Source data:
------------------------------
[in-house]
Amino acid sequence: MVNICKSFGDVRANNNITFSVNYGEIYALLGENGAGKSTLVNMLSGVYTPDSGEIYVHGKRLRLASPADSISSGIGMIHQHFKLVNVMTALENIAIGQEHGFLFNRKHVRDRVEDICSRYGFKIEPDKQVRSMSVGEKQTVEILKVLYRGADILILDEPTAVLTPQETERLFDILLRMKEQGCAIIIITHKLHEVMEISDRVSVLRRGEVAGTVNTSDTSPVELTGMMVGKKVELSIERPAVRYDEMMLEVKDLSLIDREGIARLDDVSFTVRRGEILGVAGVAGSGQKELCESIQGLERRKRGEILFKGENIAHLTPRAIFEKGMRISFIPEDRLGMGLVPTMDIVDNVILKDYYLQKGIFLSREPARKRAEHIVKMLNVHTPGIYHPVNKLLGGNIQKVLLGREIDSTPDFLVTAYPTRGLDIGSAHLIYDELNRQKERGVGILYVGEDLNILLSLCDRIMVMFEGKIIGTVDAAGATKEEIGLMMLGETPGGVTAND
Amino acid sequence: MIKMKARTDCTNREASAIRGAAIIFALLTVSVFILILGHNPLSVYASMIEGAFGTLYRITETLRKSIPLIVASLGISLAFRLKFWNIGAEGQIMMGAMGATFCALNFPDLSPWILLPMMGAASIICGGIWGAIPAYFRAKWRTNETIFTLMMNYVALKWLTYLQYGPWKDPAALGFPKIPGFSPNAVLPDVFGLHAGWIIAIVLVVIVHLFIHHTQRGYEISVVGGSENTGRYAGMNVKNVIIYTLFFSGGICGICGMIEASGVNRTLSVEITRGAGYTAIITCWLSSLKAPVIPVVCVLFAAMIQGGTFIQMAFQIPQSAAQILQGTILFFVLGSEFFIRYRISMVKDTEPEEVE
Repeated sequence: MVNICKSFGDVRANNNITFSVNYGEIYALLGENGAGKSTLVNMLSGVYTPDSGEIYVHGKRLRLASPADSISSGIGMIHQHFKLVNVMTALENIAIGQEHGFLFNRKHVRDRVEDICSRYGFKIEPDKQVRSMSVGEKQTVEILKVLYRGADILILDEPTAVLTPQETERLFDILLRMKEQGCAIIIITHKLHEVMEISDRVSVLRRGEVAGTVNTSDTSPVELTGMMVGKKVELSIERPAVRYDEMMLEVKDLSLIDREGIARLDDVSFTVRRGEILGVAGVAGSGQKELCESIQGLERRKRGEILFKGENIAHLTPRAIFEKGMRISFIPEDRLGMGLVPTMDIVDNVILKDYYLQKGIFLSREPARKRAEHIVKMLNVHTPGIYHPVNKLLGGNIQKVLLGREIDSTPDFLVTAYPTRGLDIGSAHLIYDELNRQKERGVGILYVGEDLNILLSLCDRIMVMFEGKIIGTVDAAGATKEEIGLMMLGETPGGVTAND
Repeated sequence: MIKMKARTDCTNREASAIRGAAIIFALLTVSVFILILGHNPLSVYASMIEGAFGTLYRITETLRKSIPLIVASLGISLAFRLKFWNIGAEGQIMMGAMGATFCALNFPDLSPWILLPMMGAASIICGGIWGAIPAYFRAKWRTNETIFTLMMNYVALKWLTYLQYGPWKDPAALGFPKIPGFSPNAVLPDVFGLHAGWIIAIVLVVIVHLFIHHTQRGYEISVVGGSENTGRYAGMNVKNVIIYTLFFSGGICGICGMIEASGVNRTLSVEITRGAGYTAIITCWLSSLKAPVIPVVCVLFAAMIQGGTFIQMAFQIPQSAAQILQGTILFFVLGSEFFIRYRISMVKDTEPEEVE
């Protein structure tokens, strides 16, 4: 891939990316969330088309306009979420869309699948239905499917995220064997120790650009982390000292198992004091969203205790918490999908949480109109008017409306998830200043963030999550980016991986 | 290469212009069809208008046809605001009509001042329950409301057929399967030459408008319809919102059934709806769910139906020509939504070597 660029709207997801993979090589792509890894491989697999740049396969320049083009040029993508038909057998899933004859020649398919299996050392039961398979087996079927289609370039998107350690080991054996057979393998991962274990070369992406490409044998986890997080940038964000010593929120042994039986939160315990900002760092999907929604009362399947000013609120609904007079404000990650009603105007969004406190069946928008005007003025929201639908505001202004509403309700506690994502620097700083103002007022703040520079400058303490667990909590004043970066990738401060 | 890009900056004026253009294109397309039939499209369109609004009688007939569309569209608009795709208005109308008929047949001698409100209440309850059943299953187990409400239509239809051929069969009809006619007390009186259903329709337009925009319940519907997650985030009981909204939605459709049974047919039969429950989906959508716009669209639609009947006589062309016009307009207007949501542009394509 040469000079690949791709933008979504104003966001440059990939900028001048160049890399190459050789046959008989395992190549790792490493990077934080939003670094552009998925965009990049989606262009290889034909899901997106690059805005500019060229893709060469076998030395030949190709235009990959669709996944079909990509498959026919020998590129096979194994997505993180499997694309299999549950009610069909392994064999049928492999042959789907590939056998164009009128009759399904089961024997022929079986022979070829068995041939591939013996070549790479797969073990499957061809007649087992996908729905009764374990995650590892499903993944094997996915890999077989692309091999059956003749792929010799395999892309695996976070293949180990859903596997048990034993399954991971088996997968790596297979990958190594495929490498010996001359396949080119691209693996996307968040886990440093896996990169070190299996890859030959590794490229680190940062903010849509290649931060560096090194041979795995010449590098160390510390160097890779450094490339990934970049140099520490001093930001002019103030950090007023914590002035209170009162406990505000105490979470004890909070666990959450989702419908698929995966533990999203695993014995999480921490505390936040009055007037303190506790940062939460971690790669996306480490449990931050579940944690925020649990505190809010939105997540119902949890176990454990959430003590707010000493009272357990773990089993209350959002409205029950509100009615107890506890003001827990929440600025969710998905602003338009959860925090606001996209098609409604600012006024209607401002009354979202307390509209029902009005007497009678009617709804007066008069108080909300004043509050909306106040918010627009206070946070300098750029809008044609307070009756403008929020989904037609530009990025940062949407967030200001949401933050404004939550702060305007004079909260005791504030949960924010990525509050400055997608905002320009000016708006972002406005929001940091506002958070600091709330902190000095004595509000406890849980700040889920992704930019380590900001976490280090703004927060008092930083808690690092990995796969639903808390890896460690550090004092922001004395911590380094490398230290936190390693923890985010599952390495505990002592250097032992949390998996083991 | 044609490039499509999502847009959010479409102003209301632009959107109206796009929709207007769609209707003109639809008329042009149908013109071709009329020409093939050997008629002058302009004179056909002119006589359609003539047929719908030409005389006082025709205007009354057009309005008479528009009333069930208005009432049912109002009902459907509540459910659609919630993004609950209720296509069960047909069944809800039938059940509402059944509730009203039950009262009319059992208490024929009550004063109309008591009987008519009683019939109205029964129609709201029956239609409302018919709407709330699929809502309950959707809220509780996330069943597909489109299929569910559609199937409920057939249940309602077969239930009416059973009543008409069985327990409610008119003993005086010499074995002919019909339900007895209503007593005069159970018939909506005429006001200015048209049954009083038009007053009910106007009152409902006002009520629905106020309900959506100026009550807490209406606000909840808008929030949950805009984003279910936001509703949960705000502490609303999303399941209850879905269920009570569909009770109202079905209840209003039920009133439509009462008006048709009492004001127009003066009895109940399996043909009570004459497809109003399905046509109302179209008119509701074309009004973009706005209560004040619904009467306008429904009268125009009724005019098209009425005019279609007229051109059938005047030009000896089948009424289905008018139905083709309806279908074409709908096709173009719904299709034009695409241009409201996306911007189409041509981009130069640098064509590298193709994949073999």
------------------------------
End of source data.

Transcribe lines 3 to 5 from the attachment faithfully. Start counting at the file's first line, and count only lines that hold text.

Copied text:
Amino acid sequence: MIKMKARTDCTNREASAIRGAAIIFALLTVSVFILILGHNPLSVYASMIEGAFGTLYRITETLRKSIPLIVASLGISLAFRLKFWNIGAEGQIMMGAMGATFCALNFPDLSPWILLPMMGAASIICGGIWGAIPAYFRAKWRTNETIFTLMMNYVALKWLTYLQYGPWKDPAALGFPKIPGFSPNAVLPDVFGLHAGWIIAIVLVVIVHLFIHHTQRGYEISVVGGSENTGRYAGMNVKNVIIYTLFFSGGICGICGMIEASGVNRTLSVEITRGAGYTAIITCWLSSLKAPVIPVVCVLFAAMIQGGTFIQMAFQIPQSAAQILQGTILFFVLGSEFFIRYRISMVKDTEPEEVE
Repeated sequence: MVNICKSFGDVRANNNITFSVNYGEIYALLGENGAGKSTLVNMLSGVYTPDSGEIYVHGKRLRLASPADSISSGIGMIHQHFKLVNVMTALENIAIGQEHGFLFNRKHVRDRVEDICSRYGFKIEPDKQVRSMSVGEKQTVEILKVLYRGADILILDEPTAVLTPQETERLFDILLRMKEQGCAIIIITHKLHEVMEISDRVSVLRRGEVAGTVNTSDTSPVELTGMMVGKKVELSIERPAVRYDEMMLEVKDLSLIDREGIARLDDVSFTVRRGEILGVAGVAGSGQKELCESIQGLERRKRGEILFKGENIAHLTPRAIFEKGMRISFIPEDRLGMGLVPTMDIVDNVILKDYYLQKGIFLSREPARKRAEHIVKMLNVHTPGIYHPVNKLLGGNIQKVLLGREIDSTPDFLVTAYPTRGLDIGSAHLIYDELNRQKERGVGILYVGEDLNILLSLCDRIMVMFEGKIIGTVDAAGATKEEIGLMMLGETPGGVTAND
Repeated sequence: MIKMKARTDCTNREASAIRGAAIIFALLTVSVFILILGHNPLSVYASMIEGAFGTLYRITETLRKSIPLIVASLGISLAFRLKFWNIGAEGQIMMGAMGATFCALNFPDLSPWILLPMMGAASIICGGIWGAIPAYFRAKWRTNETIFTLMMNYVALKWLTYLQYGPWKDPAALGFPKIPGFSPNAVLPDVFGLHAGWIIAIVLVVIVHLFIHHTQRGYEISVVGGSENTGRYAGMNVKNVIIYTLFFSGGICGICGMIEASGVNRTLSVEITRGAGYTAIITCWLSSLKAPVIPVVCVLFAAMIQGGTFIQMAFQIPQSAAQILQGTILFFVLGSEFFIRYRISMVKDTEPEEVE